There is a common stigma in society about the disabled. There are well-protected pieces of statute (Americans with Disabilities Act) and countless court decisions protecting disabilities from bias. The stigma is still there.
Many people do not understand the differences between VA disability and Social Security Administration disability (SSA). Despite the VA and SSA being totally different aspects of government, with wildly different mandates and spheres of influence (sometimes they do overlap).
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Many veterans see their disabilities as weaknesses with zero rationales and are often hesitant to admit disabilities that aren’t obvious. It’s your business if you disclose your medical status, but the stigma exists.
Before I supported my nephew joining the military, I took him past the local VA to show him the parking lot. A major VA facility, indeed a third, approaching half of the parking lot, is marked handicap parking. It’s a stark reminder of what Americans are willing to sacrifice for our country.
I digress, but the fact that the two are confused is a problem.
To be eligible for VA care, you must be a veteran, have served in a military branch, and have been eligible for discharge, but any American is eligible for SSA.
You may actually be eligible for both, but they have very different standards.
Veterans are eligible for a number of compensation avenues, through the VA for disabilities through the DoD and retirement. Still, non-veterans can generally only qualify for SSA benefits (Unless their parent or spouse is a veteran).
The VA determines the compensation based on the percentage of disability they award a veteran for conditions caused by or aggravated by their service. SSA determines benefits based on the earning potential lost due to a disability. SSA benefits also limit the ability of the person to work after the award. In 2017, nobody could qualify for SSA disability and earn $1170 a month or more.
The SSA has a separate disability program called Supplemental Security Income (SSI), which has a very low monthly income limit, and most won’t qualify for VA benefits and SSI concurrently.
Leaving SSA behind, some veterans qualify for retirement pay and disability compensation from the VA concurrently. A law change in 2004 allowed both to apply, whereas prior, they had to choose one or the other.
Concurrent Retirement Disability Pay (CRDP) applies to retired veterans with greater than 50% combined disability rating.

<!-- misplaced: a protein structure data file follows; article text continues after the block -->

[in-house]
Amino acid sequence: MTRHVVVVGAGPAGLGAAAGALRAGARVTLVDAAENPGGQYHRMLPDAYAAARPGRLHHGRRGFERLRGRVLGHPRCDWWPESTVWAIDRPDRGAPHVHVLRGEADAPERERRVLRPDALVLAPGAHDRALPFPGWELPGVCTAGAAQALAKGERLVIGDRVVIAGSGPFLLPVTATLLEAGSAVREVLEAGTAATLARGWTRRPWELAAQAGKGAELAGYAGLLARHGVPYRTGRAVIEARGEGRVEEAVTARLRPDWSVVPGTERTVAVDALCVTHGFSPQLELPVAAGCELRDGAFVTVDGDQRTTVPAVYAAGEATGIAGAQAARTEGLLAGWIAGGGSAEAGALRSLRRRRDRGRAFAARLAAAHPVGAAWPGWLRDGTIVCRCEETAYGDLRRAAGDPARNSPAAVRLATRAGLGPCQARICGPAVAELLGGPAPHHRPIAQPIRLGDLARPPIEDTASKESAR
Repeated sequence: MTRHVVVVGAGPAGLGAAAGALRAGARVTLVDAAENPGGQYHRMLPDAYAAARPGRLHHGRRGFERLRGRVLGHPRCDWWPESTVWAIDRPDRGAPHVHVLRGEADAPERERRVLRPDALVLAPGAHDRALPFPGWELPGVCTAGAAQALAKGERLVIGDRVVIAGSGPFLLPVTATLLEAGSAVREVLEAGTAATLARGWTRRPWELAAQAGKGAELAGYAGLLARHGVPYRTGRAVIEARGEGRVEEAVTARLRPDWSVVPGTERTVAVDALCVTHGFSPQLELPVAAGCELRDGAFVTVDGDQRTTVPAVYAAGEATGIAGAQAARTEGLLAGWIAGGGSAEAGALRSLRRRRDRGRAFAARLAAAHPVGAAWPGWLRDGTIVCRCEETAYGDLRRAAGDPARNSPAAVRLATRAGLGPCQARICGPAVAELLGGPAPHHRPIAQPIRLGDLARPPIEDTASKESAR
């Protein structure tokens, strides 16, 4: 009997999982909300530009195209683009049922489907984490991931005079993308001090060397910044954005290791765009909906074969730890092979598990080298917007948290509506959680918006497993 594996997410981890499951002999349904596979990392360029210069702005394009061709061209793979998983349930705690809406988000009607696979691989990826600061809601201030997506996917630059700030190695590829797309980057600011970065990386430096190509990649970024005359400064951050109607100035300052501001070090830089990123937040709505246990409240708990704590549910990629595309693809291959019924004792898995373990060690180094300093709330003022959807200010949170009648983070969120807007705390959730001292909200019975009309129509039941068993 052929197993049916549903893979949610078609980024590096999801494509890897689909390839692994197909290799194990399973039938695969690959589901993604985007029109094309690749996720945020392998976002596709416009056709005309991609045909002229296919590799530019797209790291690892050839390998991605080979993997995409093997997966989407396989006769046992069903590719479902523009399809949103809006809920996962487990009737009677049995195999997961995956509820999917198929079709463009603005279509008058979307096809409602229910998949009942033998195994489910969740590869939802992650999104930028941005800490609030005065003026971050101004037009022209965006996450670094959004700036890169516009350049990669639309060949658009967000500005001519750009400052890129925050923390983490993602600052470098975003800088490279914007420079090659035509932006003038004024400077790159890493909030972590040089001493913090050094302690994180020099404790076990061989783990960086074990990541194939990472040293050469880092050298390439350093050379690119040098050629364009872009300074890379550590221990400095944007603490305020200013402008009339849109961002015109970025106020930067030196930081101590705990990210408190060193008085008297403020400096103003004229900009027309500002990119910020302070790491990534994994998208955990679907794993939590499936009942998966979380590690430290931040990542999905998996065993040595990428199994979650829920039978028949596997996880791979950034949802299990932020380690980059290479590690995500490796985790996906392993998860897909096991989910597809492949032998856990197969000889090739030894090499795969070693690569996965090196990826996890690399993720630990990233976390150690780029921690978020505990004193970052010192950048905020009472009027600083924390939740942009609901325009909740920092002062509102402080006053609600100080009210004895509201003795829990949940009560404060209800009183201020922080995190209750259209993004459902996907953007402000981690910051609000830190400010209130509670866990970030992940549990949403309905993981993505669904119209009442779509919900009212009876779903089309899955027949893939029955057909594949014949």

Combat-Related Special Compensation (CRSC) applies to veterans with a minimum 10% combat-related disability rating.
Veterans can qualify for both.
Military retirement pay, and VA disability compensation are entirely separate. Military retirement pay is taxable like most other pensions, while VA disability compensation is tax-free. The latter is because it’s not a retirement package; it’s the compensation a veteran is entitled to for sacrificing their health and abilities to our government.
Suppose you qualify for military retirement and VA disability compensation simultaneously, and you have a 50% or higher. In that case, you should qualify for CRDP and should see no reduction in your military retirement.
If your rating is 40% and below from the VA, you won’t qualify for CRDP. You may see a reduction from your retirement unless your disability was combat-related, where you qualify for CRSC. Like those with CRDP, you shouldn’t have a reduction to your military retirement pay.
I find it unfortunate that disabilities in general are stigmatized, but appalling when that stigma applies to a disabled veteran. As a disabled veteran, your compensation was fully earned by trading your health and youth for the freedom of everyone in America. Veterans should be fully compensated for the parts of their lives they sacrifice, and your monthly compensation is hardly enough.
While you shouldn’t have to explain the difference to anyone, I urge veterans to educate those unfamiliar with the difference between a VA-rated disability and an SSA disability if the question arises. Removing the stigma around your service-connected disability and disability in general helps all who deal with their disability issues daily.
Check on your buddies and share your story to educate others.